A child’s disability will be considered to be functionally equivalent to the disability listings if he or she either has an extreme limitation or a minimum of two severe limitations in two out of six different areas. Tennessee parents whose children are disabled may be able to receive SSI benefits even if their children’s disabilities do not meet the Social Security Administration’s listings as long as their impairments are functionally equivalent to them.
What Are Severe and Extreme Limitations?
Limitations are considered to be severe or marked if they interfere with the children’s ability to start, continue or complete tasks independently. Extreme limitations are those that cause serious interference with the children’s ability to function. The Social Security Administration assesses the children’s ability to function on a daily basis to determine whether their disabilities pose severe or extreme limitations to their functioning.
Areas of Limitation
There are six different areas in which the Social Security Administration looks for limitations. These include the child’s ability to acquire and to use information, which involves the child’s ability to learn and to apply information. Another area or domain that the agency looks at is the child’s ability to attend to and complete tasks, which is his or her ability to focus on a task for long enough to finish it. The third domain that is examined is the child’s ability to interact with and to relate with others. Severe speech problems may fall into this domain as a marked or extreme limitation.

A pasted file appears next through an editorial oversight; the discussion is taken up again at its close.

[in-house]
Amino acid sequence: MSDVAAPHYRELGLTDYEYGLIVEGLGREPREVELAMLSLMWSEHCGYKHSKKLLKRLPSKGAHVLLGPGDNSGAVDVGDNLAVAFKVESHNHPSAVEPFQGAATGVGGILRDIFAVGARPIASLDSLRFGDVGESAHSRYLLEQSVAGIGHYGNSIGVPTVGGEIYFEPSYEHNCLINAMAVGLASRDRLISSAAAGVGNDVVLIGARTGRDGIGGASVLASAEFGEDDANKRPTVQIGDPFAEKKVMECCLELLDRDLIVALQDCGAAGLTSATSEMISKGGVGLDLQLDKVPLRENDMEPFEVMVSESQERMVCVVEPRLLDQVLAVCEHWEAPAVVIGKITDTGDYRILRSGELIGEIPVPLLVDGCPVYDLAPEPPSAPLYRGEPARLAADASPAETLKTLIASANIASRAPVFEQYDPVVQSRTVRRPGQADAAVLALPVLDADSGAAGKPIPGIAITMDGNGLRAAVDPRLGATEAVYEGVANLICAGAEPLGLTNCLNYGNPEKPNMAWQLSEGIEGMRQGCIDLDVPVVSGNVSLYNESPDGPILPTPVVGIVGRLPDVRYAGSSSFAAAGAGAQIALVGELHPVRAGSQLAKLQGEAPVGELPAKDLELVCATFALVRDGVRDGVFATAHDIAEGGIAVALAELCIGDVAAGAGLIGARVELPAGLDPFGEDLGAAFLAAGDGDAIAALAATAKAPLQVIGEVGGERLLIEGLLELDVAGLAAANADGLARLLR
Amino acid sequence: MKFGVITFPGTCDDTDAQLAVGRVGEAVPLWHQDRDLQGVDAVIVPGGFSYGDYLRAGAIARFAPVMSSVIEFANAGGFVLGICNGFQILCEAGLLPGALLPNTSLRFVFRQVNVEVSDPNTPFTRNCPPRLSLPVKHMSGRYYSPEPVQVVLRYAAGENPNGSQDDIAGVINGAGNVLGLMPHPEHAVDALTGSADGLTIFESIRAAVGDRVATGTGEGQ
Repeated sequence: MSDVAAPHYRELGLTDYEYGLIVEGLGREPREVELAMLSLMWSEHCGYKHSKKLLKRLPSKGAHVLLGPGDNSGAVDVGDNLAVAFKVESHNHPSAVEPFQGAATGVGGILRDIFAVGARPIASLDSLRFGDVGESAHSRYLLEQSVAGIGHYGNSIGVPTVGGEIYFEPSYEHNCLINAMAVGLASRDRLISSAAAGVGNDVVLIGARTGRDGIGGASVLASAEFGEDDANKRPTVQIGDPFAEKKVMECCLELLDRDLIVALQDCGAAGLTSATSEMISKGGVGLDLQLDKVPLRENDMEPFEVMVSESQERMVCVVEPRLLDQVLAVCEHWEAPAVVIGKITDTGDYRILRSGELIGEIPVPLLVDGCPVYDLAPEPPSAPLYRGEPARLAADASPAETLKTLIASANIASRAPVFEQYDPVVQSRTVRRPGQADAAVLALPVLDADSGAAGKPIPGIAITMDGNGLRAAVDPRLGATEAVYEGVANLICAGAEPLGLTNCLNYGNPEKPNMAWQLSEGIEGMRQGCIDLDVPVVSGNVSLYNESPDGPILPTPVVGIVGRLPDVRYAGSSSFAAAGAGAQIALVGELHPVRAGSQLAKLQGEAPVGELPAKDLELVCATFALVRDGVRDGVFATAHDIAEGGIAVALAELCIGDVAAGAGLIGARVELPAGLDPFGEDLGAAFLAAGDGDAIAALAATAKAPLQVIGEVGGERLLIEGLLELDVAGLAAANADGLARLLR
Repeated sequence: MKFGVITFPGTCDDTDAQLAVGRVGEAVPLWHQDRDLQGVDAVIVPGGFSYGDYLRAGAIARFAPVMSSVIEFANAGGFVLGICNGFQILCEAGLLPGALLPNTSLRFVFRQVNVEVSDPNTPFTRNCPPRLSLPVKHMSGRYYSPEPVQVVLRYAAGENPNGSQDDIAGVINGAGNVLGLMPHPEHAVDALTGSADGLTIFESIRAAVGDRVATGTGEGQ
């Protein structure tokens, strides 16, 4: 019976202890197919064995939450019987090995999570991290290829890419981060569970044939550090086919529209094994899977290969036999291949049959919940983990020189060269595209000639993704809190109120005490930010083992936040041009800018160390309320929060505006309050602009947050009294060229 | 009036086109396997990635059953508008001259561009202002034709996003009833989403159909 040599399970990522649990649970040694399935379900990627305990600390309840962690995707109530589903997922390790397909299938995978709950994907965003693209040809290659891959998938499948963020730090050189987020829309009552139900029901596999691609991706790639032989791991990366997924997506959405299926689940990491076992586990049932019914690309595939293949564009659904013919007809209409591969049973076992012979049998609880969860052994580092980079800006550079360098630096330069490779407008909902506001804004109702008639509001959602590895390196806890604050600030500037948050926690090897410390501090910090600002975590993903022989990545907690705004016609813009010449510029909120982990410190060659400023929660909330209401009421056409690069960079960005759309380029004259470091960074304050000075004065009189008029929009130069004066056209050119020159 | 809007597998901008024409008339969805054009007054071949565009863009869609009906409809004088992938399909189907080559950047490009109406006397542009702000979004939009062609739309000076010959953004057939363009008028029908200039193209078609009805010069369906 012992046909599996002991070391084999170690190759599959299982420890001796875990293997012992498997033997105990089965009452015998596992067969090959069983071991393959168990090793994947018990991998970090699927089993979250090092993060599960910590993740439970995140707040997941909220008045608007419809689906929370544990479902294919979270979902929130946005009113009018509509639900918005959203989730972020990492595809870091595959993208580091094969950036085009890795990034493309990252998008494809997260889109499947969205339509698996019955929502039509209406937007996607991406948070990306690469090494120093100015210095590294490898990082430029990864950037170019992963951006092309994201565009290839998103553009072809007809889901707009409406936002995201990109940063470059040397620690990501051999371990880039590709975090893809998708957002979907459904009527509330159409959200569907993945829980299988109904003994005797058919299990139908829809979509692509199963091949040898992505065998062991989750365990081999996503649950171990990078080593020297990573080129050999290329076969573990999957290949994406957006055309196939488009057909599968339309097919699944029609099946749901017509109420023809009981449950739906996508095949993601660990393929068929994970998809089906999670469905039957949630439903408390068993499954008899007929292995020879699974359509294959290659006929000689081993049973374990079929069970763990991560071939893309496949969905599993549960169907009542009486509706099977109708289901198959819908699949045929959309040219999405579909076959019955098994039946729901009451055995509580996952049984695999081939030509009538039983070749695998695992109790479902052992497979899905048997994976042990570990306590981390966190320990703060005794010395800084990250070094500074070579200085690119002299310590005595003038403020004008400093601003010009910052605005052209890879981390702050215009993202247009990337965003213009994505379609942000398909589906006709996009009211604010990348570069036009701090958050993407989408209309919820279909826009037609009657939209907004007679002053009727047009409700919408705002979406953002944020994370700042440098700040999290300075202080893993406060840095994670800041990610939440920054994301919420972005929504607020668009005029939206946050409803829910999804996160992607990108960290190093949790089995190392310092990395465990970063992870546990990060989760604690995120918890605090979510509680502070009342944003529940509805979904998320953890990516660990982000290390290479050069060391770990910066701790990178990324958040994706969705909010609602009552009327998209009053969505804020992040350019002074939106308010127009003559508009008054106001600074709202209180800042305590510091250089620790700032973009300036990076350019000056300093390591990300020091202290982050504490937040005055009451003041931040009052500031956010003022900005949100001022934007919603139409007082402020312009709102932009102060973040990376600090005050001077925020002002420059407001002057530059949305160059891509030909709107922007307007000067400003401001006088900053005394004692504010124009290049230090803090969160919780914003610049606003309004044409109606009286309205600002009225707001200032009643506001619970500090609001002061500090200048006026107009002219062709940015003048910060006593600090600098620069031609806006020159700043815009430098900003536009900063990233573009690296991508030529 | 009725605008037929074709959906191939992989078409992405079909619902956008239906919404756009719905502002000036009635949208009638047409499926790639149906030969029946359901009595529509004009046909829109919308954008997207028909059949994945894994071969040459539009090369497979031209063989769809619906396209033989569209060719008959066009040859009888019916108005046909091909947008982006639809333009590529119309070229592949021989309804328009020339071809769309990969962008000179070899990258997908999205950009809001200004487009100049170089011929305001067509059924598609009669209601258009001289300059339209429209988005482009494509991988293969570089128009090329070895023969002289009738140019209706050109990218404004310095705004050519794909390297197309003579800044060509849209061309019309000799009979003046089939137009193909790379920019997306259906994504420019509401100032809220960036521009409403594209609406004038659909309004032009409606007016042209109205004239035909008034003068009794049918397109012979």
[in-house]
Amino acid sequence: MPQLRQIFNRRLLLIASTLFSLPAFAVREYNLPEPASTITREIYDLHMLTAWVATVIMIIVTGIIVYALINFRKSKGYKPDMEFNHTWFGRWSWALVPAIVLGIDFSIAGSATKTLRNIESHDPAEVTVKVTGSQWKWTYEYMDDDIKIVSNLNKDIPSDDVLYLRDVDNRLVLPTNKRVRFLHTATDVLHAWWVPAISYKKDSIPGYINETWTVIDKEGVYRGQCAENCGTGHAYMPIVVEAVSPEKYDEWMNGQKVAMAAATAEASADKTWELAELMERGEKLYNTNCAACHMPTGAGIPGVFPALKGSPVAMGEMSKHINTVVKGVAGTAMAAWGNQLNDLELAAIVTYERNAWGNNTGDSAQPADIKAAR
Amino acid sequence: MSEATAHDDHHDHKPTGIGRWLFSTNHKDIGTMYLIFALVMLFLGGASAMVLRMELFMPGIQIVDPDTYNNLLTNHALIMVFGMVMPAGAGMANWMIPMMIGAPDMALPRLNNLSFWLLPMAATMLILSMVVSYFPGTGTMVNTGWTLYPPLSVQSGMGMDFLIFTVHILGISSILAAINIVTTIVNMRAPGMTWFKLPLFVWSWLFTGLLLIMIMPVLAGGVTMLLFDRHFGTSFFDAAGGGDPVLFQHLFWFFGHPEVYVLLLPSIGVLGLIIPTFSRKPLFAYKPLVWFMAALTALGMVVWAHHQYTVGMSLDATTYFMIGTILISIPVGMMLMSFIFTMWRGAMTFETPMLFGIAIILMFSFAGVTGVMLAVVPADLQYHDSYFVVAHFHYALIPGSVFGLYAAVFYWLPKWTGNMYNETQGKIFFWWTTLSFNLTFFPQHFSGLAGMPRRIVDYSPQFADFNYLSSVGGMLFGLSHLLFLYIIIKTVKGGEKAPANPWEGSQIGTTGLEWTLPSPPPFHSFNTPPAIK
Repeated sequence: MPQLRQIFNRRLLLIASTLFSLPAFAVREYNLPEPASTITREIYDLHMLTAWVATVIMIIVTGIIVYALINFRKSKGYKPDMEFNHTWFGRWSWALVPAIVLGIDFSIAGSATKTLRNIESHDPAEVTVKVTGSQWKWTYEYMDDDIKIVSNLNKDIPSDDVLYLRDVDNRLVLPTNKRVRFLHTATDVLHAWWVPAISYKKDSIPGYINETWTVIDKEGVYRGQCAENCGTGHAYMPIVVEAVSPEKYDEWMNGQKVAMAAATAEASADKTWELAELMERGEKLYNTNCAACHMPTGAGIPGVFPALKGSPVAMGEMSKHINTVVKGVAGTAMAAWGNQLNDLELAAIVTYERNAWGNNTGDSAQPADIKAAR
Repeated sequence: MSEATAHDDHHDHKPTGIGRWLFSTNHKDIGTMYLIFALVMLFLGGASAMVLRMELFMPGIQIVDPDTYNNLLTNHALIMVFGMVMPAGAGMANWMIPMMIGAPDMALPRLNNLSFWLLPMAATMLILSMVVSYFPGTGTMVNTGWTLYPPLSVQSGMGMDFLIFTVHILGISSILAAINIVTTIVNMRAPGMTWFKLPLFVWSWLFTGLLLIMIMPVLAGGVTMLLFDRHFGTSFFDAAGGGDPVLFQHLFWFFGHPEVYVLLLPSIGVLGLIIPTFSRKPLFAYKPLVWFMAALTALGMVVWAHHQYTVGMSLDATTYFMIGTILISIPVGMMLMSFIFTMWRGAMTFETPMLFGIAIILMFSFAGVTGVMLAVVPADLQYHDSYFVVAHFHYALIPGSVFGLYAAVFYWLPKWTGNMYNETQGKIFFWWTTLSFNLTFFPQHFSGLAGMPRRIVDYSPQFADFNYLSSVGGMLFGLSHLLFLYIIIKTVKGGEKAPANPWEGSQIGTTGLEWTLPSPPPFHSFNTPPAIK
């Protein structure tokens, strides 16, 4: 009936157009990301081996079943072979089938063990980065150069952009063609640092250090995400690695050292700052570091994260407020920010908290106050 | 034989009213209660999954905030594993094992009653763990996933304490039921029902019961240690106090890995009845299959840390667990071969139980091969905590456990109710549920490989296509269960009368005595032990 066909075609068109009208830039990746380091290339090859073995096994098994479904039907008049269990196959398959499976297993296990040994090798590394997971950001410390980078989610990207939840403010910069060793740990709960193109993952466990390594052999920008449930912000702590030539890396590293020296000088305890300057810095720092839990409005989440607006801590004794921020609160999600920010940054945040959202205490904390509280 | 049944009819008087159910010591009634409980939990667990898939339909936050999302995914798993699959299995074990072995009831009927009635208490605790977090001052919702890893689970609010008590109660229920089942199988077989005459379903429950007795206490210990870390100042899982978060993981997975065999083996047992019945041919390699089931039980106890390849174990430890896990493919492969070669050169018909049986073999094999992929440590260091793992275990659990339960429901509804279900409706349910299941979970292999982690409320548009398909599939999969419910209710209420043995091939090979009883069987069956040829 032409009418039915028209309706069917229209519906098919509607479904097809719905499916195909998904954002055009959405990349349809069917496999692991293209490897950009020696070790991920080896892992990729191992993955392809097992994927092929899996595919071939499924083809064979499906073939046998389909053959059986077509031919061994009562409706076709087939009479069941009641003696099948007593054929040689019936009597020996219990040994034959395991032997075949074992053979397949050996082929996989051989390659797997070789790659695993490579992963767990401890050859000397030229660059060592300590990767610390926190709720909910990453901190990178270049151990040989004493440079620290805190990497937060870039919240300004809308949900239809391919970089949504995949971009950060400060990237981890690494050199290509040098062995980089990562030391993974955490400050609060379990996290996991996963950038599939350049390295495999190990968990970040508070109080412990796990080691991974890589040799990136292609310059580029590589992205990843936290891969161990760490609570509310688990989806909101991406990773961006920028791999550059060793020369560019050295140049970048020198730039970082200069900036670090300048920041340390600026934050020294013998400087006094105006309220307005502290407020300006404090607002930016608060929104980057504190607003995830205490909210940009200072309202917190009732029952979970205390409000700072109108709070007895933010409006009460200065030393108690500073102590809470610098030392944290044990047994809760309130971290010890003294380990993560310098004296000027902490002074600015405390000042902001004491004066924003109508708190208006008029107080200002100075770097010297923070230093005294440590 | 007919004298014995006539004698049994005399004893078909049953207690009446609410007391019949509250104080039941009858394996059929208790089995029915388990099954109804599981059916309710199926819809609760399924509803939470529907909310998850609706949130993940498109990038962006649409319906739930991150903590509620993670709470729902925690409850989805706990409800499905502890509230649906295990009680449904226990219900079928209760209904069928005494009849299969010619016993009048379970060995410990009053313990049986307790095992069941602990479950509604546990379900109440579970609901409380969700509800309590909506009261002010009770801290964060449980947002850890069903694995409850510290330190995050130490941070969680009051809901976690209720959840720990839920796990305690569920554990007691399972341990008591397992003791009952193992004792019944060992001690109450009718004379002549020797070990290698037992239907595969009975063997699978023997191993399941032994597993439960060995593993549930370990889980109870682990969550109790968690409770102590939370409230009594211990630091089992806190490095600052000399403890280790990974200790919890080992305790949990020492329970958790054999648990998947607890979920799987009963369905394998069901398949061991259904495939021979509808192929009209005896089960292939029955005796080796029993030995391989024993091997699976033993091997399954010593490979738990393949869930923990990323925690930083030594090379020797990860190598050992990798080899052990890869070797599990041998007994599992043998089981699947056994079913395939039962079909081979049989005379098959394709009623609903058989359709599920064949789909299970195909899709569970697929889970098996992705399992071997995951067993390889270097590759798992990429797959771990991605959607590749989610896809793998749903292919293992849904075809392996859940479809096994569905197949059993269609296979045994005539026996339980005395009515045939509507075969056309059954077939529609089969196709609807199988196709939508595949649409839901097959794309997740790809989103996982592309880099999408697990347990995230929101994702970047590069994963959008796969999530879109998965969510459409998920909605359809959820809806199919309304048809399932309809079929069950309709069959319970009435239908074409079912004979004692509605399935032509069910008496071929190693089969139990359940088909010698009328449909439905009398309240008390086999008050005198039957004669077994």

The fourth domain that is evaluated is the child’s ability to move around and to physically manipulate objects. The fifth domain that is evaluated is the child’s ability to complete self-care activities such as bathing himself or herself, brushing his or her hair, and other similar tasks. Finally, the Social Security Administration will look to see if there are any impairments in the child’s physical well-being and overall health. If the child is determined to be severely limited in two of the six areas or extremely limited in a single area, he or she may qualify for Supplemental Security Income as long as the family meets the financial eligibility guidelines. If a child’s disabling condition does not meet the listing criteria as outlined by the Social Security Administration, he or she may still receive benefits if the condition is determined to be functionally equivalent to the listings.